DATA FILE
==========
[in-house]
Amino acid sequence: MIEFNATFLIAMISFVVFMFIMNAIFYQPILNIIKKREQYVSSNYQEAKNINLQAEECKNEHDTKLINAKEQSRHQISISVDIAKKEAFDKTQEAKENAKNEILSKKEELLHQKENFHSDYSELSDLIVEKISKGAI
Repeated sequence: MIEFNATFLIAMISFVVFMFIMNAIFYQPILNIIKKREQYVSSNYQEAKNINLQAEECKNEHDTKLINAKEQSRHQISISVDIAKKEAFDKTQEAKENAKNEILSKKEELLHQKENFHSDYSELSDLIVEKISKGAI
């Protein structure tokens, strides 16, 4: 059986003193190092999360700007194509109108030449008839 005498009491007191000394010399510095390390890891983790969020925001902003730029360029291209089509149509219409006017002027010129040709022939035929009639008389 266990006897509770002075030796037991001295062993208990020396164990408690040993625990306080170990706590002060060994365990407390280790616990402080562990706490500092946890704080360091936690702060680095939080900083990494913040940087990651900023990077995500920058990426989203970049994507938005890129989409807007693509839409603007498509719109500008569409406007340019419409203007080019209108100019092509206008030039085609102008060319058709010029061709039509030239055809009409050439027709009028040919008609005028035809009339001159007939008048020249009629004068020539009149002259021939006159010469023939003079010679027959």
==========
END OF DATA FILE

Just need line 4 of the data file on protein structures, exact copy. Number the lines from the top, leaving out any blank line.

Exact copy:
């Protein structure tokens, strides 16, 4: 059986003193190092999360700007194509109108030449008839 005498009491007191000394010399510095390390890891983790969020925001902003730029360029291209089509149509219409006017002027010129040709022939035929009639008389 266990006897509770002075030796037991001295062993208990020396164990408690040993625990306080170990706590002060060994365990407390280790616990402080562990706490500092946890704080360091936690702060680095939080900083990494913040940087990651900023990077995500920058990426989203970049994507938005890129989409807007693509839409603007498509719109500008569409406007340019419409203007080019209108100019092509206008030039085609102008060319058709010029061709039509030239055809009409050439027709009028040919008609005028035809009339001159007939008048020249009629004068020539009149002259021939006159010469023939003079010679027959």